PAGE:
In February I bought the bike. I felt it was very important to get a proper road bike rather than a standard bike, or a mountain bike. This was sound advice from friends who simply said it would be much harder if you didn’t get a road bike in training and on the ride itself. Don’t be put off by the price tags on some of the road bikes, but with a long ride, you want to get the right equipment. I spoke to the advisors in the cycle shops and found you don’t have to get out a second mortgage, you can spend as little or as much as you feel you can afford, it was not a barrier and I got kitted out for a reasonable amount (less than I thought).
So now I had the gear, I enlisted a friend to become a cycle partner, I knew how important this would be in terms of motivation. Finally, we hit the road and gradually built up our outdoor distances slowly but surely. As the weather improved in the springtime, I really started to feel the difference in my fitness and energy, with my outdoor rides, my weekly Personal Training and also my weekly Spin/RPM class. It may sound like a lot, but because I started gradually and approached it one step a time it did not feel overwhelming. Looking back, I think that above all, consistency was the key, just get out and do something and keep moving.
You also threw in the London-Brighton ride as part of your preparation for Ride London, let’s not forget that!
London to Brighton was a couple months before hand so this felt like a good opportunity to do an organised event, to raise some money for charity in the process. It was a less intense ride, some open roads, some narrow roads, some hills (one very steep one!) but really helped giving me experience of cycling in groups, how to prepare for the start of an event and what I would roughly expect on my main challenge. It was a great part of my training, boosted my confidence and having completed 54 miles on the roads, I felt If I could achieve this then I was well on my way to achieving my goal of 100 miles in August.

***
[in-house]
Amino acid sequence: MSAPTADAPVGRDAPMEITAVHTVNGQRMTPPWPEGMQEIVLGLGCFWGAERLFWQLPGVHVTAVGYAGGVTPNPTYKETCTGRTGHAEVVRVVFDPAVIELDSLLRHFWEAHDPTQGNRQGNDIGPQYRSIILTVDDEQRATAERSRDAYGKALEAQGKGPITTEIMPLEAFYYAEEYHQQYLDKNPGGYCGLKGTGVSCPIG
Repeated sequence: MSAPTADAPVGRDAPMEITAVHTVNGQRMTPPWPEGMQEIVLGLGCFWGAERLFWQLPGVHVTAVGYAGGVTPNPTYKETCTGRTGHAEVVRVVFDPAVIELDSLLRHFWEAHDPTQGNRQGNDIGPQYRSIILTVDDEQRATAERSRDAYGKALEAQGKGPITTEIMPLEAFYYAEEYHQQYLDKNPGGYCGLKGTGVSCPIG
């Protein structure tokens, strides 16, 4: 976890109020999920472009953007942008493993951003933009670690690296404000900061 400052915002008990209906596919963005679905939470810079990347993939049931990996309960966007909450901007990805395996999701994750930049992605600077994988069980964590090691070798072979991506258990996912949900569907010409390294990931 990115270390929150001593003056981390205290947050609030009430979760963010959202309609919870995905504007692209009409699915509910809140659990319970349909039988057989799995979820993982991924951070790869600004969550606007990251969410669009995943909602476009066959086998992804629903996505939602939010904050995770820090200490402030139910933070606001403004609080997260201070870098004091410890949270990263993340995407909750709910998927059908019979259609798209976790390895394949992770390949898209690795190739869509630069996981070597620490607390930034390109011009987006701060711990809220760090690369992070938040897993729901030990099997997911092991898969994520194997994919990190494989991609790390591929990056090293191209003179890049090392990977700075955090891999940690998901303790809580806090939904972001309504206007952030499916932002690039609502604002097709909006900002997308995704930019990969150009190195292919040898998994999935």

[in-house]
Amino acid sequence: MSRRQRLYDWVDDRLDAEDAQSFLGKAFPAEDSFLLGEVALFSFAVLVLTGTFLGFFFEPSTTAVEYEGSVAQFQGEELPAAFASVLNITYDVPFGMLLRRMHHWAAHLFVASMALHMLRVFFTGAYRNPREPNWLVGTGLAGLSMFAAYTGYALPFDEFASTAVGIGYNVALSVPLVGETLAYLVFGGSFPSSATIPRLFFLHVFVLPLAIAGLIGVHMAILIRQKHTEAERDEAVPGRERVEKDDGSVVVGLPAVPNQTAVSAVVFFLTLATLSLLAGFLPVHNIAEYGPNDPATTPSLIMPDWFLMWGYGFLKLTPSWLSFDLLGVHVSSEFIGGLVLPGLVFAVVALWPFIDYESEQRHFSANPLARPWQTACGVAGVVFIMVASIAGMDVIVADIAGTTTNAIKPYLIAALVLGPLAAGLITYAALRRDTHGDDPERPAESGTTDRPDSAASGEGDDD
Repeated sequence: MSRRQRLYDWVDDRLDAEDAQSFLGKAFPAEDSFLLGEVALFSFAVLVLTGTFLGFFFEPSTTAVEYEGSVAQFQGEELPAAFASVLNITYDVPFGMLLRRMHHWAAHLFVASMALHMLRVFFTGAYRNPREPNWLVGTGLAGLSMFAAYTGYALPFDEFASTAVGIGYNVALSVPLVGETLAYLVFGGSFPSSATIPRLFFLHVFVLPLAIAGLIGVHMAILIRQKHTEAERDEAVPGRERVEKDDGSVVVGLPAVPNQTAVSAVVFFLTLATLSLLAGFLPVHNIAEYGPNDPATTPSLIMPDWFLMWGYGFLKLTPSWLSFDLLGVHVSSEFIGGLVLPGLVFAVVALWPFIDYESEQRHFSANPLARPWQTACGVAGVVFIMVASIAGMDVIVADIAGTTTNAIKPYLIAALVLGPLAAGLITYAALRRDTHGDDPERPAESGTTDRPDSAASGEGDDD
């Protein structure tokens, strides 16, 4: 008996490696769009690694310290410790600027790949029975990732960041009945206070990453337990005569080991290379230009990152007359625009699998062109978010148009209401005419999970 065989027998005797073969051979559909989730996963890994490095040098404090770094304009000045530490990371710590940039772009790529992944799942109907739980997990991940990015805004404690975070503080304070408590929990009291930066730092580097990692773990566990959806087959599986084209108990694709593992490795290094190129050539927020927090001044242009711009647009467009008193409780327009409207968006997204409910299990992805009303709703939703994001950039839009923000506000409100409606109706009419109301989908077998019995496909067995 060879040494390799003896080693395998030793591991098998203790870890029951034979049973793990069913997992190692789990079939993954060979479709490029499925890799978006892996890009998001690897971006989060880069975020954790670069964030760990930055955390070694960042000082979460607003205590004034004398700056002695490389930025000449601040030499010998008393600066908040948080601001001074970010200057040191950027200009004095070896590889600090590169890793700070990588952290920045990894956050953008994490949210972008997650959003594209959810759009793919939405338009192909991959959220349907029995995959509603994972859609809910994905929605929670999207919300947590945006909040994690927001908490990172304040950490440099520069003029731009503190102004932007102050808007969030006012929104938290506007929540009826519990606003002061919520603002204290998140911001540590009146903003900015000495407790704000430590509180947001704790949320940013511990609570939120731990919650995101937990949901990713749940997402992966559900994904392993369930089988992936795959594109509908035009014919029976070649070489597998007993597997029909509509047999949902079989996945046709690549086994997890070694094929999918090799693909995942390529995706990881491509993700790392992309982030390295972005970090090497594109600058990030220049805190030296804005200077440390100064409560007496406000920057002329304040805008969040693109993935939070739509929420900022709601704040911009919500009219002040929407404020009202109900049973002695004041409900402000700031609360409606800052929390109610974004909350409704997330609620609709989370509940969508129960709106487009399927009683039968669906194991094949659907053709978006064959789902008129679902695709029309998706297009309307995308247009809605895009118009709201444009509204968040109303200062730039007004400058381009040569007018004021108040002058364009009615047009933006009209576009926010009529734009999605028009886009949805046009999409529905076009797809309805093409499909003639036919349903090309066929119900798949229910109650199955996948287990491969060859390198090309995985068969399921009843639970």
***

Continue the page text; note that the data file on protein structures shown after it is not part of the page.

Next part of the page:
As I mentioned earlier, I live on the Ride London route and with my training partner we embarked on riding various stages of the Surrey loop that would be in the event in August. This gave me confidence in not only the distance, but we practiced many of the hill climbs. Once I had mastered these I felt ready to take on the whole course as it just seemed to be a real mental breakthrough. Don’t get me wrong they weren’t easy, but like everything you work for it gets easier the more you train and the more you try. Also, don’t forget you can walk up a hill as a worst case scenario, so its not the end of the world if you don’t reach the top!
During your training/preparation, what did you find to be your biggest obstacle(s)?